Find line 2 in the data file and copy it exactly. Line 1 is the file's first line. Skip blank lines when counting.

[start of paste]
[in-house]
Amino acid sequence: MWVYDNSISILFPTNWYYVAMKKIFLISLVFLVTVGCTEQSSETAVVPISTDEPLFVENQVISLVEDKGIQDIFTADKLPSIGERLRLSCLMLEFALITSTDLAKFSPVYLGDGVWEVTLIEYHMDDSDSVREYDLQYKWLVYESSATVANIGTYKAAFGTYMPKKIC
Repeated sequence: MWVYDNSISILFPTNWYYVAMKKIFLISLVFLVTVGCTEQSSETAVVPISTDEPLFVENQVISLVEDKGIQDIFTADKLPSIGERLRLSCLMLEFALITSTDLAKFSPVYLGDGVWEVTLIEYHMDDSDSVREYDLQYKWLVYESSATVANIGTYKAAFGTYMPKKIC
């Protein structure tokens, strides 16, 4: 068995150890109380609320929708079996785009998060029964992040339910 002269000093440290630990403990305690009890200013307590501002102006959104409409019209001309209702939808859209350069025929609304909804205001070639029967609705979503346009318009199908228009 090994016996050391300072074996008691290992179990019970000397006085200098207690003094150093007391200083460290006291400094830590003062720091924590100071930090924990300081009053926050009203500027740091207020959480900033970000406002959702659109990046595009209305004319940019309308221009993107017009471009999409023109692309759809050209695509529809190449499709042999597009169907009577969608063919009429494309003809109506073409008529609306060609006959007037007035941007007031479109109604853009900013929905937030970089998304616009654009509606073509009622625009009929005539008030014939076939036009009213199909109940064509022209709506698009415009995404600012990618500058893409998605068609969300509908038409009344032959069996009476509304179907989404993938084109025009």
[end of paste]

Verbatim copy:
Amino acid sequence: MWVYDNSISILFPTNWYYVAMKKIFLISLVFLVTVGCTEQSSETAVVPISTDEPLFVENQVISLVEDKGIQDIFTADKLPSIGERLRLSCLMLEFALITSTDLAKFSPVYLGDGVWEVTLIEYHMDDSDSVREYDLQYKWLVYESSATVANIGTYKAAFGTYMPKKIC